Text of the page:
We have now decided starting in February, to hold a Whist Drive on the first Monday every month. We do hope that people will turn up to these and spend a nice social evening with us.

After the magazine for December went to the printers we held a Jumble Sale, which realized a profit of £18/6/6. We also thank these tireless ladies who organized this for our Church funds.

If ever you have any doubt or enquiry about Church affairs such as marriages, banns, burials, cremations, baptisms, church membership, communion attendance (whether you can or cannot attend). Churchings, fees for anything, divorce etc., etc.. will you please see the vicar about them. He will tell you about them, and if he doesn’t know the answers he will know how to find them from competent authorities such as the Bishop, or Archdeacon.

This is important, because I find over and over again, people being given wrong advice by laity who think that they know everything about the Church and Church government. These people do great harm and hurt, by giving wrong impressions about the Church, its clergy and its various laws.
So please, if you have a problem about the Church, see the vicar, and not someone “who ought to know.” Often they do not know, but rather than admit their lack of knowledge, they guess, and often mislead people. The vicar is always ready and happy to help you.

The people who had come for a baptismal service were grouped before the font, and presently there came the time for the officiating minister to ask the child’s name, “Smith Peterson,” at once replied the father. “ Hyphenated ?“ asked the the minister. “ Yes, sir,” answered the parent, “The doctor did it last Tuesday.”

It was another word that the flustered father thought he had heard before he thus replied, the word heard with some frequency in a Watch Committee during a small-pox scare in a small northern town. The chairman inquired whether all the members of the police force had been vaccinated, and when the Chief Constable replied that he did not think so, the chairman at once proposed that that they should all be immunised without delay.
" But what’s the good of that?" at once came from one of the committee members, “They’re safe enough as it is. They never catch anything!” Then even the Chief Constable laughed.

When this magazine comes out, the Pantomime season will be in full swing; and the two ugly sisters—with pretty Cinderella will be amusing us. Even amid the comedy of the clowns, and the rough and tumble of the harlequinade, it will be easy to see in the pantomime, a parable.

Why are the two sisters, ugly in face, in deport merit, and in behaviour? Is it because they are ugly within? Jealousy is from within, and that is face spoiling. If you knew how forbidding you look when that wretched feeling is in you, you would try to get it out of your system.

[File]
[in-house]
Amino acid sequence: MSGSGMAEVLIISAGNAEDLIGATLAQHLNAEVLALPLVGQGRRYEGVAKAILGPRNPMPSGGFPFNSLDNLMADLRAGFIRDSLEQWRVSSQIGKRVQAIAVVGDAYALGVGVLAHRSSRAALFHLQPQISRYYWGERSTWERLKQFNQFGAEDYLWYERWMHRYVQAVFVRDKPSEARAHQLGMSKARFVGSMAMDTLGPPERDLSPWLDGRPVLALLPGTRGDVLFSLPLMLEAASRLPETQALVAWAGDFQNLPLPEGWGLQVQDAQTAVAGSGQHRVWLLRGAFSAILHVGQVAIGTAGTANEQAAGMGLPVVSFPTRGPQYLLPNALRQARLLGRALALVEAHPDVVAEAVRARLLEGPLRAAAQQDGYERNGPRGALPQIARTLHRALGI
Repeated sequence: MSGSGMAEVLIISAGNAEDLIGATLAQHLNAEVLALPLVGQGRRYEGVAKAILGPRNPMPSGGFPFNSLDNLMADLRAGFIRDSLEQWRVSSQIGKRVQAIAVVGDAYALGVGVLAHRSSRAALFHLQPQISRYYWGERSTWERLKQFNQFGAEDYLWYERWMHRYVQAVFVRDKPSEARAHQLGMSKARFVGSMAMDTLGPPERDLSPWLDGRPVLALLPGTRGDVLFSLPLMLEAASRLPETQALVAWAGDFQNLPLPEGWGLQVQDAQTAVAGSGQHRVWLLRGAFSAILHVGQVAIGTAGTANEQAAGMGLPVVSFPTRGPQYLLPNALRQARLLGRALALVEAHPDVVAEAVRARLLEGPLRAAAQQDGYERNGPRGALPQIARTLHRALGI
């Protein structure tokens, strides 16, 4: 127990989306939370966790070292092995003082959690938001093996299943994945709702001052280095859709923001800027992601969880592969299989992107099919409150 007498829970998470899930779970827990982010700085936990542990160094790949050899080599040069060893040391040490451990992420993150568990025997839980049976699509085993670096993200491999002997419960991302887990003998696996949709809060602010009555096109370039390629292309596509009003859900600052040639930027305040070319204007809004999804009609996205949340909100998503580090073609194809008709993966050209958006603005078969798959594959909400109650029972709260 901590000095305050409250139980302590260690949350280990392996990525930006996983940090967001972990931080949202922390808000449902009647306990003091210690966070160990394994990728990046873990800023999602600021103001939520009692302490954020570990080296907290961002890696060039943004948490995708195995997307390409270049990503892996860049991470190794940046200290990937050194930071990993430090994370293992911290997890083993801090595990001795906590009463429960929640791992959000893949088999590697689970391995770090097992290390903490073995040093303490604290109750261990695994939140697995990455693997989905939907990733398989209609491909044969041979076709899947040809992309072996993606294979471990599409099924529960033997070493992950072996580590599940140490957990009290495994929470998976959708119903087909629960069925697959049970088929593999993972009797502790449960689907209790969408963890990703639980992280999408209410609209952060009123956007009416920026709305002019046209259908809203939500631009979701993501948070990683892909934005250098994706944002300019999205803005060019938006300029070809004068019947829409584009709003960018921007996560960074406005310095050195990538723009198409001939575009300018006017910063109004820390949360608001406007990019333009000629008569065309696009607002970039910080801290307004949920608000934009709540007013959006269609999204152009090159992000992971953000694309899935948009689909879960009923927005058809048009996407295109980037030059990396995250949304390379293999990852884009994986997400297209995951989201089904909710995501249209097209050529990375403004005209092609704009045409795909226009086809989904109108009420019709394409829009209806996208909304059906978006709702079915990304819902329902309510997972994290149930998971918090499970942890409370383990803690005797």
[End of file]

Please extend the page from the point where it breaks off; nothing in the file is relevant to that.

Envy, or a grudge, or an evil wish towards any human being, disfigures the face and sends people away from you, Whereas goodwill, and a hope for anyone’s success or happiness makes your face to shine, and draws others to you.

So the parable is this —the ugly sisters are ugly because nothing has come in to their lives to sweeten and ennoble their nature—only selfishness. And selfishness is always uglifying.

As for Cinderella she is in the parable too. Cinderella among the cinders, the sorrows and he sadnesses, the rags and the tatters—she is never ugly. She is just winsome.

Even little children can detect that the adverse circumstances of Cinderella—pretty of face though she be, has something to do with her sweet and unselfish nature.

Cinderella is the old fairy story, It may not be a Christian story—-was not intended to be. Some have made of it a Pantomime; others see in it a parable—a parable that brings to mind a saying of Paul the Apostle, to the Gulatians, "The marks of the flesh are manifest, which are these... hatred, wrath, variance, ernulation strife... envying, ... But the fruit of the spirit is love, joy, peace, long suffering, gentleness, goodness, faith."


Nov. 26—Derrick Clarence Hancocks of Rising Sun, Bream and Jennifer Margot Tye, of Maypole Stores, Bream.

Nov. 21—Douglas Thomas, Bream’s Eaves, aged 32 years.
Nov. 26—John William Vaughan, 2 Church Cottages, aged 67 years
Dec. 7— Riley Wildin, 13, Hillside Estate, aged 56 years.
Dec. 10—Matilda Maud Mary Johns, Mill Hill, aged 59 years.
Dec. 13—Liney Ford, of Milkwall aged 66 years.